When lockdowns made everyday business difficult, technology and design company founders Caleb McIvor and Reese Chen looked for alternative avenues of opportunity in this new environment.
Having completed a variety of 3D design and printing contracts, the two discovered an untapped opportunity in New Zealand’s 3D printing market which led to the creation of PrintGig.
“The 3D printing side of the business was making a lot of money, but we didn’t think it was a safe space due to the lack of regulations and platforms. We thought we could build something to help freelancers and consumers so created PrintGig,” says PrintGig co-founder Caleb McIvor.
PrintGig is an online 3D printing service platform, which aims to connect consumers looking for smaller-scale 3D prints with freelance 3D printers and designers. The focus is on ease-of-use on both ends: with helpful tools such as an automatic price calculator and 3D design marketplace.
“3D printing in New Zealand isn’t easily accessible for consumers. This leaves a huge market opportunity in a group that is not currently being directly targeted. Our goal is to make 3D printed products mainstream and our purpose is to make decentralised manufacturing accessible and affordable,” says Caleb.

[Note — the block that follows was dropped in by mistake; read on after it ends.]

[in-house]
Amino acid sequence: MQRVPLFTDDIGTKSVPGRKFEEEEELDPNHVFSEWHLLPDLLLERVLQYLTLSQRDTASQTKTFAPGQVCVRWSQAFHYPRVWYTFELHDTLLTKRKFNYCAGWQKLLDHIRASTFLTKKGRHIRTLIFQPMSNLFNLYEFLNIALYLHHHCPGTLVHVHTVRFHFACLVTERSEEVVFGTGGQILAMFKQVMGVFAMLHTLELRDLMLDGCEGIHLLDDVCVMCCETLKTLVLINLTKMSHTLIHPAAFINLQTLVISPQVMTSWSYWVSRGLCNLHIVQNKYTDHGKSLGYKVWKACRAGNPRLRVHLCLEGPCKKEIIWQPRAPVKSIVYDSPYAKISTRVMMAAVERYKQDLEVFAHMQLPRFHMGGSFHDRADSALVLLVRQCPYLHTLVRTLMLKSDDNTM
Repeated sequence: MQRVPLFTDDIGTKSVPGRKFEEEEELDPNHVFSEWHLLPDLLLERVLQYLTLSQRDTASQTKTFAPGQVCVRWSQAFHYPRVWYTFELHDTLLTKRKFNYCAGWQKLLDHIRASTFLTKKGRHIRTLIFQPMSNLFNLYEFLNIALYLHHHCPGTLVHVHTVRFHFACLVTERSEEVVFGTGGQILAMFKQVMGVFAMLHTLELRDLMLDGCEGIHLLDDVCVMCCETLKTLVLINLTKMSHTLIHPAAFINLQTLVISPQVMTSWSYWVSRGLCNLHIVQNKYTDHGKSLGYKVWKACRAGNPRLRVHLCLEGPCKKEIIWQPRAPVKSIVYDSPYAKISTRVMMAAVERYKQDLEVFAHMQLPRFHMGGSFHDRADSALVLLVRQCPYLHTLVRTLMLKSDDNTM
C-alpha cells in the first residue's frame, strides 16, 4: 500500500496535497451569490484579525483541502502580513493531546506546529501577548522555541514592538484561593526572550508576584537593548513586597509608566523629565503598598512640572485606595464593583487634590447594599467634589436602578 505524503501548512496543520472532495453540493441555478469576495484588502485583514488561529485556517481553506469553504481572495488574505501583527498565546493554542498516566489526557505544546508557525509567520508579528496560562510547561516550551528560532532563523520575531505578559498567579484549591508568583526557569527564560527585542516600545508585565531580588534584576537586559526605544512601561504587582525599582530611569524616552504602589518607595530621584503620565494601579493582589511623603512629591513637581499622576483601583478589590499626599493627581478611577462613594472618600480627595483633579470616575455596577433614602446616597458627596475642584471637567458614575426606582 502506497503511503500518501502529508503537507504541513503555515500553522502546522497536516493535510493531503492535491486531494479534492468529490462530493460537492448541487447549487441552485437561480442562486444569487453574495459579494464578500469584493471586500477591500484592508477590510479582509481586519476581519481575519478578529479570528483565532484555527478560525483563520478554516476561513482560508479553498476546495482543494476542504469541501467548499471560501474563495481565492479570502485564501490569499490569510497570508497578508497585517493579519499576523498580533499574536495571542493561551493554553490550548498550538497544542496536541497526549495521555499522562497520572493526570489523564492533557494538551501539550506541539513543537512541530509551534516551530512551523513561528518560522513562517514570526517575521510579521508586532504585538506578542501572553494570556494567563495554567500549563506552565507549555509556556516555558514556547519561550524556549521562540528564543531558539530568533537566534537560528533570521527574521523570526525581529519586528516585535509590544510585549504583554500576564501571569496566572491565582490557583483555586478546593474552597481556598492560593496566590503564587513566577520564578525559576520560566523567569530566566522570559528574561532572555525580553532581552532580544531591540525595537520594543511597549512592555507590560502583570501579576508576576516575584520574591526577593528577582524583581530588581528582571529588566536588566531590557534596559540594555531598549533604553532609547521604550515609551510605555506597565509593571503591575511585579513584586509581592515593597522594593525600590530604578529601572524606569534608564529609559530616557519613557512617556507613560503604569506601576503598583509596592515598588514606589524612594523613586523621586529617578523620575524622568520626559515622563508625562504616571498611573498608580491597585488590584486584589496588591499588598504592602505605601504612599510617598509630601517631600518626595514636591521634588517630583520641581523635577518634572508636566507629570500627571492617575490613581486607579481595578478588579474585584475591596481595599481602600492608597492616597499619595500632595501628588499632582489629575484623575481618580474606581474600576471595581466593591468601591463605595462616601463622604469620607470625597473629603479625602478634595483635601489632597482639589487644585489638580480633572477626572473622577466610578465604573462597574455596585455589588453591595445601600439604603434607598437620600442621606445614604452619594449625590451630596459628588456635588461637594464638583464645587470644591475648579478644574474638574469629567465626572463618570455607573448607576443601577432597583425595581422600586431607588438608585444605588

Whilst lockdown shutdown one revenue stream, it also gave the two co-founders, alongside the founding team members Don Yeh, Tayne Bilyard and Samuel Marzuki, the opportunity to build PrintGig with a rare two months of free time to develop the idea. The group of Auckland friends, all in their early twenties, converted their garage into an office and got stuck into developing this new platform.
In just a few short months, PrintGig has received plenty of support and backing, placing second in the University of Auckland’s Velocity 100k Challenge in 2021 before winning Soda’s 2022 Seed Grant and receiving $7,000 cash to help the startup move forward.
With early trail groups identified, the PrintGig team are busy testing and marketing as they prepare for a soft launch in April 2022 before getting investment-ready in the second half of the year.
PrintGig plans to expand its services into Australia in 2023 followed by the wider Asia-Pacific region.
“We want to become the go-to place for anyone wanting something 3D printed. When people think of 3D printing, we want them to think of PrintGig, especially in the New Zealand market,” says Caleb.
“We are passionate about creating a world where 3D printing is integrated into everyone’s daily lives and makers can make money doing what they love,” he concludes.